The claim that there is no money is equally false. The present budget crisis is the outcome of a deliberate policy spanning decades to bankrupt the city through tax cuts for businesses and the wealthy. This has included tax abatements for the auto companies and the establishment of tax free enterprise zones. While it is claimed there is no money for vital social services, there is never a lack of money when it comes to projects that benefit the rich: multimillion-dollar sports stadiums, casinos and upscale real estate developments.
General Motors, with headquarters in Detroit, is sitting on a cash hoard of nearly $40 billion.
Utility monopoly DTE Energy—on whose corporate board Bing sat for two decades before becoming mayor—had a -0.7 percent income tax rate from 2008 through 2010.
According to a recent survey, the metro Detroit area ranks ninth in the United States in the number of millionaires, with 89,100 in 2010. That represented a 12 percent increase over 2009.
Pizza baron Mike Ilitch alone has a net worth of $1.5 billion, 100 times the entire city of Detroit deficit of $150 million. Forbes magazine lists shopping mall developer Alfred Taubman as having a net worth of $2.5 billion.
Clearly the resources exist, not only to eliminate the Detroit budget deficit but to vastly expand social services in the whole Metro Detroit area, including the construction of state-of-the-art schools and the rehiring of teachers, the rebuilding of neighborhoods and the development of a modern mass transit system.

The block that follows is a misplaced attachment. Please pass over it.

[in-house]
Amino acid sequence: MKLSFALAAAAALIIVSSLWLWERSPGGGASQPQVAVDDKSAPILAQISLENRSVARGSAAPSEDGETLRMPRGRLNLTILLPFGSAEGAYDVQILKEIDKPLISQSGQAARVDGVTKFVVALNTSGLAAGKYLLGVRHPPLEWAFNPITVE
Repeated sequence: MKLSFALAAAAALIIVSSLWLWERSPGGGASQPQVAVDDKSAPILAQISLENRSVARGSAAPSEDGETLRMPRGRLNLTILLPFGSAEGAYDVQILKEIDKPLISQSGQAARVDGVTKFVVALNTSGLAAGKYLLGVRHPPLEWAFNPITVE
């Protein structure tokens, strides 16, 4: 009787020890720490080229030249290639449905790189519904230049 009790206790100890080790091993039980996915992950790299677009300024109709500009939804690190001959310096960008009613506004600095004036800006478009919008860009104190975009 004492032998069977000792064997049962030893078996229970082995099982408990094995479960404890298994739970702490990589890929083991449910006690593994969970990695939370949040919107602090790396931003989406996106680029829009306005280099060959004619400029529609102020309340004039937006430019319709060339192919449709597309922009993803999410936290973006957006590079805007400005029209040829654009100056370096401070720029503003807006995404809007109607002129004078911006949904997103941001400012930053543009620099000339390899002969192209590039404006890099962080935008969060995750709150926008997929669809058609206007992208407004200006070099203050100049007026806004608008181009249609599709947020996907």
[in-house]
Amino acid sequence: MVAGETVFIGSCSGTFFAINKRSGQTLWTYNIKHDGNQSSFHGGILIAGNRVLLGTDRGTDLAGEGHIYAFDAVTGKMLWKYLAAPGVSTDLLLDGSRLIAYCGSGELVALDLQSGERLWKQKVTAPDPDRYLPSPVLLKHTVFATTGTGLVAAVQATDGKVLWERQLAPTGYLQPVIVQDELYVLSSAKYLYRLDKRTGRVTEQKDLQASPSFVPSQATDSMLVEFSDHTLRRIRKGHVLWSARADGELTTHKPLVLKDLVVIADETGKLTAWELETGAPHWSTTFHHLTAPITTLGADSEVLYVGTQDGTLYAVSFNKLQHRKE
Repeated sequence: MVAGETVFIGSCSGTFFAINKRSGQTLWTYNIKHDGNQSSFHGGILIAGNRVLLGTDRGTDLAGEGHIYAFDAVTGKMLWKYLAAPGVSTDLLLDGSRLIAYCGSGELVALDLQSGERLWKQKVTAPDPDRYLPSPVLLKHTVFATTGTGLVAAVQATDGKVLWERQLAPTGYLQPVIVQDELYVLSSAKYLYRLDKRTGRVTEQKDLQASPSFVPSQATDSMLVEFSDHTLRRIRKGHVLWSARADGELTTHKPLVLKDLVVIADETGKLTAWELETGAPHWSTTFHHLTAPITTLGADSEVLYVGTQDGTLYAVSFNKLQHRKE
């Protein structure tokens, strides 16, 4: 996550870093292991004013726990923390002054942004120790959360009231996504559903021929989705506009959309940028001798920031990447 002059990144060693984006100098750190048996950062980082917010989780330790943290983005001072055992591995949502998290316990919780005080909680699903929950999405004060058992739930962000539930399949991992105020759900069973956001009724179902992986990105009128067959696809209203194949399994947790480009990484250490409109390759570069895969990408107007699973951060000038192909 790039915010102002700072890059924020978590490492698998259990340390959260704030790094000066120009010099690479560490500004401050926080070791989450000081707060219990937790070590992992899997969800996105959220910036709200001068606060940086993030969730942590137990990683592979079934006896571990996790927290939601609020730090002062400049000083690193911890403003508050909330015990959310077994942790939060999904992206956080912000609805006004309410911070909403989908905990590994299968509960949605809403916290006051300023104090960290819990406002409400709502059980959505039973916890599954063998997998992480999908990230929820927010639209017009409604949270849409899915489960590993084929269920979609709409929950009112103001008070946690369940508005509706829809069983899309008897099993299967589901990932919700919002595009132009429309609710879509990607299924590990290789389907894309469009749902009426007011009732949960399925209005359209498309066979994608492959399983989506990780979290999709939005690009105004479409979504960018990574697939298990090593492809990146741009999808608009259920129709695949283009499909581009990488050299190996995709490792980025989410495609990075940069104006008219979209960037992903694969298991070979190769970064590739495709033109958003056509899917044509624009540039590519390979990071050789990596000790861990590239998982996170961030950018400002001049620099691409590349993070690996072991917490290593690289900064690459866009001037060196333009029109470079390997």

What stands in the way of this is the domination of political power by the representatives of the wealthy elite. Both political parties, the Democrats as well as the Republicans, defend the interests of the banks and big corporations. No decisions can be made that impinge on their profit interests.
The unions, including the United Auto Workers and the American Federation of State, County and Municipal Employees (AFSCME), are also defenders of the Democratic Party and the capitalist class. They have proven again and again that they will lead no fight to defend the jobs and living standards of the working class. The heads of AFSCME and other city worker unions, far from launching a fight against the Bing administration, are merely demanding they be “consulted” in the ongoing attacks against the workers they falsely claim to represent. Workers must break free from these rotten organizations and build new organs of struggle, including rank-and-file and neighborhood committees, to spearhead the fight against the cuts.
The fight against the corporate program of massive budget cuts and austerity is of necessity a political struggle. It requires a break with both big business parties and the building of an independent party of the working class fighting for socialism. Society must be organized on a new and more rational basis. The wealth created by the working class must be used for meeting social needs, not the enrichment of a wealthy few.